The Renegade Rip

Sizing up the dating game

Jeff Eagan

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Under the shade of the gigantic main tent, Tom Wolfe humbly graced the stage. His demeanor seemed reserved for a best-selling author of two astounding books. “The Bonfire of the Vanities” and “A Man in Full.”

Wolfe subtly discussed his latest book, “Hooking Up.” However, he wasn’t reticent to provide some insights he gained during his research.

The bold mission of the book was to analyze contemporary college life in America by speaking to college students around the United States.

“I started in California at Stanford and I worked my way across the country. And university after university, I kept running into something known as the seven-minute seduction.”

In relating the story, he found that the polite social courting of his generation has now disappeared. Instead, he sees modern dating customs as collective predation.

“Things are a little different now at the college and even the high school level. Girls and boys go out in separate groups, packs, but at least the girls don’t have to sit at the telephone every night,” Wolfe said.

It was strange to see a 72-year-old man in a genteel white suit relating the voracious carnal urges college students have on the dance floor.

But Wolfe delivered these remarks with what little refinement one can garner when the subject is grinding.

“There was a dance about five years ago called the lambada. But today, it has a more realistic title, grinding, where the couple lock pelvic saddles, and well, grind,” Wolfe explained.

He found that college students love to talk about their lives. Pioneering his “new journalism,” Wolfe entrenched himself within the guarded indicators of the female sex life by perusing their diaries.

In them, he found that the era of the seven-minute seduction has college women ranking conquests, random hookups and misguided disappointments conveniently indexed for later reflection.

He sees this common trend as “part of something much bigger, which I think of as the fifth American freedom.” As he spoke of the other four pillars of democracy, he expounded that the “age of the fifth freedom as illustrated by the seven-minute seduction,” is the era of “freedom from religion.”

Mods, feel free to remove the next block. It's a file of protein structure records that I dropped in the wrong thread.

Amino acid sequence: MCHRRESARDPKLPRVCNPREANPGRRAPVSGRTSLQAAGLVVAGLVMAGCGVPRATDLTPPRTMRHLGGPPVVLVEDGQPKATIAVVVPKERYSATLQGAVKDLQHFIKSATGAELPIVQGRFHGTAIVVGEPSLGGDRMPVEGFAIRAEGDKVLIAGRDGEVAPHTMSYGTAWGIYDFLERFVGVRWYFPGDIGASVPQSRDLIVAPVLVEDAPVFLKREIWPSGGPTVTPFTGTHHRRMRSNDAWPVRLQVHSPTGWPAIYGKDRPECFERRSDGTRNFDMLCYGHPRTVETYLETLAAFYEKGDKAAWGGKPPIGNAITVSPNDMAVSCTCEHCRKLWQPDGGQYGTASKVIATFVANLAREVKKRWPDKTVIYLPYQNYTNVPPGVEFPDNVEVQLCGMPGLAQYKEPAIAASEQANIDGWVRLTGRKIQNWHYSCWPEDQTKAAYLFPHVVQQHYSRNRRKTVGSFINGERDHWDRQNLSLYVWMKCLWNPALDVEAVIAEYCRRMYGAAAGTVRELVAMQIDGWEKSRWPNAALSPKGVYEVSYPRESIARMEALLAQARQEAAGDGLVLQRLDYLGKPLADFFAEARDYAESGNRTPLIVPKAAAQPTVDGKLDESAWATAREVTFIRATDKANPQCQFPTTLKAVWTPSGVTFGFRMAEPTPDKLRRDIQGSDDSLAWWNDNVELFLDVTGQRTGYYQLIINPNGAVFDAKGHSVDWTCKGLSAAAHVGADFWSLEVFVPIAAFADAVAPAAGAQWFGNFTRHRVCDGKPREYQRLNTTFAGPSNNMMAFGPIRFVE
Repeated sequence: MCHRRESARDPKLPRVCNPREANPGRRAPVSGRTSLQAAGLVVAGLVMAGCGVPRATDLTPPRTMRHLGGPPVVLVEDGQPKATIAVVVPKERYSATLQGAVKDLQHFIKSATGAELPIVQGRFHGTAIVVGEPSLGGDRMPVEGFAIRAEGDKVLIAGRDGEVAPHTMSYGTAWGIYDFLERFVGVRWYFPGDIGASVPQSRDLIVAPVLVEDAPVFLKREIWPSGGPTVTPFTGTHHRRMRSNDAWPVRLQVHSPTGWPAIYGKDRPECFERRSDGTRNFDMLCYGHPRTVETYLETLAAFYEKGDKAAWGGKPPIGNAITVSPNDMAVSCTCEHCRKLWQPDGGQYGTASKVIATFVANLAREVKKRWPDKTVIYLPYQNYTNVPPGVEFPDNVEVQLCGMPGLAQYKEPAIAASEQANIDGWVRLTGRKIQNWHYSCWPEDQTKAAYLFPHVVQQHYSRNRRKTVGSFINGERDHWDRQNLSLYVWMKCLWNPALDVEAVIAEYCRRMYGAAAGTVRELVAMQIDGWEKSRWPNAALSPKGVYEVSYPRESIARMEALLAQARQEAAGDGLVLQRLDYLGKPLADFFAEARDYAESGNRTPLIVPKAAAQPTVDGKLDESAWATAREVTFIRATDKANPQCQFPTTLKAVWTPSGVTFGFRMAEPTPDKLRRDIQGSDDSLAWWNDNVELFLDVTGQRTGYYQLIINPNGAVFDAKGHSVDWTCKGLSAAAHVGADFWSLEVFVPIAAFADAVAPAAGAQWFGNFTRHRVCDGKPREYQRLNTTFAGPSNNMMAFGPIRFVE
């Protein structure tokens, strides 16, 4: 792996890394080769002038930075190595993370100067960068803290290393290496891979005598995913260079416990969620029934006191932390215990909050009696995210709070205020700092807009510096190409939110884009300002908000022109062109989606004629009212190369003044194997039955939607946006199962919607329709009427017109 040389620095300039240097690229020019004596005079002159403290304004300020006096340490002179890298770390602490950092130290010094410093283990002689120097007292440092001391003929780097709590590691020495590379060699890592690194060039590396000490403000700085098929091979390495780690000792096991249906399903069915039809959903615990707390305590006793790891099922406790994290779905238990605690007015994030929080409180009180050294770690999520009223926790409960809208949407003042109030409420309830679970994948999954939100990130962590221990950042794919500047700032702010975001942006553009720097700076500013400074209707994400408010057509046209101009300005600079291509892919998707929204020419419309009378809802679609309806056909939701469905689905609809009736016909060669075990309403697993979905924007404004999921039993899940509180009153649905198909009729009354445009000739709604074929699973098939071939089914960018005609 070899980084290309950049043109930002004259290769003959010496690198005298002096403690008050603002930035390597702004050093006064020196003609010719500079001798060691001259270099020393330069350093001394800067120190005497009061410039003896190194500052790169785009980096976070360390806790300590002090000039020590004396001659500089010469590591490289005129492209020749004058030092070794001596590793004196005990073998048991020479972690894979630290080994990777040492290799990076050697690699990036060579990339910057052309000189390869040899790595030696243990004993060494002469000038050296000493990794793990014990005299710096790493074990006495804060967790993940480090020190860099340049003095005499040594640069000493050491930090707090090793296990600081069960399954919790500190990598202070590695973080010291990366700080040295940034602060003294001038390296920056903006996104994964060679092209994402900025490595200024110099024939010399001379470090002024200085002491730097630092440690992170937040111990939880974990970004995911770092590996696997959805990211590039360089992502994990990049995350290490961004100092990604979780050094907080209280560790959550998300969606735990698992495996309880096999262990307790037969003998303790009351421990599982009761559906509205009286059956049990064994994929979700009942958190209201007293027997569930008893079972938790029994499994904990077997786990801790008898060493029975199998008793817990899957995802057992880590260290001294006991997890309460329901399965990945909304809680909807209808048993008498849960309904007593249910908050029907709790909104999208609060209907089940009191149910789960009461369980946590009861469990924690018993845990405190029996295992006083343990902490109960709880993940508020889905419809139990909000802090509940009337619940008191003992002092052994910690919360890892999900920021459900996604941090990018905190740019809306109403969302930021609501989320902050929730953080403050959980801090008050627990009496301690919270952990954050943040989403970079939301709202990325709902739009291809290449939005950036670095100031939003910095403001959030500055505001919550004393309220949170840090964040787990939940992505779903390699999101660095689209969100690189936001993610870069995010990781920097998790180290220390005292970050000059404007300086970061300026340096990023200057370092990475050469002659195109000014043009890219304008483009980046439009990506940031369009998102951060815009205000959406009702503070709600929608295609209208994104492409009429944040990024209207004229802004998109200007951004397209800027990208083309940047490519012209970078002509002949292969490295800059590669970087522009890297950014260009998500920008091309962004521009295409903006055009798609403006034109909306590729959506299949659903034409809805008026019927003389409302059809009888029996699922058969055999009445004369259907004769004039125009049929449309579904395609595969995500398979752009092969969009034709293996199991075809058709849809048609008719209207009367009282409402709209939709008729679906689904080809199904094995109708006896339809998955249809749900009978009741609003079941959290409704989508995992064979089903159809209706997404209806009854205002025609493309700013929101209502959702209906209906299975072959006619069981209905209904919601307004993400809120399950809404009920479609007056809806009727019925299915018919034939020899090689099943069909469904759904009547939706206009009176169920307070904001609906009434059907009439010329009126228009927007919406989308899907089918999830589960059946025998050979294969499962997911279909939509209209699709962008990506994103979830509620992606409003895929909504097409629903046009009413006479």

He sees “freedom from religion” as something that is detrimental to traditional religious and social customs that stress stable monogamous relationships.

But Wolfe says the country has entered a new generation where traditional rules are flouted by public officials from President Clinton to New York City Mayor Michael Bloomberg. In this new era, home base isn’t going all the way anymore.

“Today, the bases are lined up a little bit differently, and today’s home plate is being introduced,” Wolfe said.

Wolfe portrayed the correlation between money and sex as seducers. Giving examples from the recent crop of financial infidelities by corporations including Enron, WorldCom and Delphia, Wolfe sees “greed as a motivating factor in all these scandals.”

Wolfe, however cynical about the cultural trends he chronicles, maintains a positive outlook on the future.

“This country is in such a marvelous condition. We are capable of doing so much good. But we still have to answer the question: Good for what? In the meantime, I’ll see you at church.”

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Sizing up the dating game